UNISON has today (Wednesday) welcomed a decision by the Ormiston Academies Trust to drop plans to cut jobs across England, which it was feared could put the safety and support of pupils at primary and secondary schools at risk.

The trust, which operates 38 schools across the country, had proposed cuts affecting up to 130 posts involving maintenance, caretaking and ICT (information and communications technology) roles. 

Employees at schools across the East of England, East Midlands, North West, South East, West Midlands and Yorkshire & Humberside faced a range of changes to their jobs including redundancies, pay cuts and working across several locations.

The rethink will provide relief for the staff who had feared for their jobs, says UNISON. The union has been campaigning for the Trust to drop the plans amid concerns that not enough consideration had been given to the impact on the health, safety and welfare of children at the affected schools.

A spokesperson for the Ormiston Academies Trust said:

“We have been pleased with the level of engagement with the consultation we opened last month. We were always clear that we wanted to hear the views of all interested parties and that no decisions had been made. As a result, we have decided not to proceed with the proposals.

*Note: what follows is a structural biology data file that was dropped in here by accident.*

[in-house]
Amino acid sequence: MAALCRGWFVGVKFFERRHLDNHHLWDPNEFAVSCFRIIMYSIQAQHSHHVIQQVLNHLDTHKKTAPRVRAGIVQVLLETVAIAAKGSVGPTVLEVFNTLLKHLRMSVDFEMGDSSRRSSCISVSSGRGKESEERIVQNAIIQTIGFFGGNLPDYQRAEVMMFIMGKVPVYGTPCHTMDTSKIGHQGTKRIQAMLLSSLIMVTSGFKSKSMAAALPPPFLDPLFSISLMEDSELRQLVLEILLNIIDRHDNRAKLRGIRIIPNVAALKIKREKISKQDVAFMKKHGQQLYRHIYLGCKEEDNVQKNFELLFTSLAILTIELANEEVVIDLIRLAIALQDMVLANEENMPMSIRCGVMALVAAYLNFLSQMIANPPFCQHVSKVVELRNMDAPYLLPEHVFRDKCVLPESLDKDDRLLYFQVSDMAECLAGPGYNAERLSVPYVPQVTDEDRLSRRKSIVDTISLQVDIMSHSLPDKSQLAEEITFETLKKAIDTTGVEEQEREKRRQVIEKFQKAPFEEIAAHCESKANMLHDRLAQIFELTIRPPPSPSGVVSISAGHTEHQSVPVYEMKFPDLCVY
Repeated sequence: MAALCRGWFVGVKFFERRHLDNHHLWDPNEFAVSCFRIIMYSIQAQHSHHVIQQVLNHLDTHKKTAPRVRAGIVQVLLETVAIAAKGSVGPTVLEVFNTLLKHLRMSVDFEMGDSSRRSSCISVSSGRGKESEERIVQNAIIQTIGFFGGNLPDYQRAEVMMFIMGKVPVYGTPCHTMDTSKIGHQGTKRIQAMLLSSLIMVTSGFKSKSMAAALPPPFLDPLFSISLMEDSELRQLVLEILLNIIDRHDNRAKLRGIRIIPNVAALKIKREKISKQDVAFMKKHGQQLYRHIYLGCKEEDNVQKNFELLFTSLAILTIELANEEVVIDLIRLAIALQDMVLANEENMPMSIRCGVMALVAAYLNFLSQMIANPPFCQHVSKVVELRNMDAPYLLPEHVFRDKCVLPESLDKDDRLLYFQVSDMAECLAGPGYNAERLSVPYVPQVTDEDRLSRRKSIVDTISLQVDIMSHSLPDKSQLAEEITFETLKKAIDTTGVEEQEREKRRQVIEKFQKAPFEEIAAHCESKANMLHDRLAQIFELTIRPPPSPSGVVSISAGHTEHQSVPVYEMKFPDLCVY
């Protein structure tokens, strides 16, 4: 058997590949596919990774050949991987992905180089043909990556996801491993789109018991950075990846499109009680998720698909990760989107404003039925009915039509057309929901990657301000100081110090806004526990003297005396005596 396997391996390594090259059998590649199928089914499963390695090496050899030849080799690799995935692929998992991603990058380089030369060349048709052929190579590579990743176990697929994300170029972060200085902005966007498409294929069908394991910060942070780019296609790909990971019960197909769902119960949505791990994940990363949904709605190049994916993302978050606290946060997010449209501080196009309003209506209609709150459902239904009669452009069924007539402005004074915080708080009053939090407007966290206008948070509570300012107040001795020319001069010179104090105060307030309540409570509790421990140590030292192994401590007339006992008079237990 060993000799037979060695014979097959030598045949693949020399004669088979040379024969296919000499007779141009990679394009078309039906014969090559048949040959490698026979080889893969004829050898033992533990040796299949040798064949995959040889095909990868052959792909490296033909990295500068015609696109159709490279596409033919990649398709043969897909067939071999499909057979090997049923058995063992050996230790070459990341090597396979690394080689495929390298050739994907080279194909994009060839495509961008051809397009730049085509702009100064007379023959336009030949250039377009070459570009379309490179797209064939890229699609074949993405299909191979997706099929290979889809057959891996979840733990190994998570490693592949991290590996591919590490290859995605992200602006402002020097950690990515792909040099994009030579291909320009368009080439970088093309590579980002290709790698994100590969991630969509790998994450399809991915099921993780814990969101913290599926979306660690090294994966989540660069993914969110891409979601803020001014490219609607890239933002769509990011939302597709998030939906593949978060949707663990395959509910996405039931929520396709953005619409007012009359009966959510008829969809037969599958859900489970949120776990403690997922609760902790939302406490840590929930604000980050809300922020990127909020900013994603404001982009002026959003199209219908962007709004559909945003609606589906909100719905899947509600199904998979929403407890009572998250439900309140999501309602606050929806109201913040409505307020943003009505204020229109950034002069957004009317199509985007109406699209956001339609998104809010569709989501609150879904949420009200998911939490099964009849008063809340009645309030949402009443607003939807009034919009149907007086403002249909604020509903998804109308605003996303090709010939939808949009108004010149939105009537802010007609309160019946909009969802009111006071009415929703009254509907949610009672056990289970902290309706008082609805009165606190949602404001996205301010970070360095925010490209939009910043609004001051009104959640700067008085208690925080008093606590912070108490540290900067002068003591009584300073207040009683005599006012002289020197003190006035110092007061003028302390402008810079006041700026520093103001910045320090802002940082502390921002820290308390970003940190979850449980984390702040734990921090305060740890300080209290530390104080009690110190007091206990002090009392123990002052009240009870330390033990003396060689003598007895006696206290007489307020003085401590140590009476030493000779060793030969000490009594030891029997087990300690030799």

“As a well-run and financially responsible organisation privileged to serve 29,000 pupils, many from disadvantaged backgrounds, we will continue to invest in school improvement, teaching and learning, and our wider team, while being as efficient as ever.”

UNISON head of education Jon Richards said:

“It’s welcome news that the Ormiston trust has listened to staff and unions.

“The proposal to cut back on caretakers and other staff would have had a terrible impact on the health and safety of pupils and staff.

“We will continue to work with Ormiston to improve services without affecting children’s education by cutting jobs and resources.

“This decision sends a clear signal to those in government championing cuts and centralisation of support staff that the risks to pupils simply aren’t acceptable.”

Staff whose jobs were under threat include those responsible for maintenance emergencies, fire safety checks and ensuring fire alarms and escape routes are up to scratch. They also carry out building checks to make sure they’re safe and free of hazardous materials, such as asbestos.

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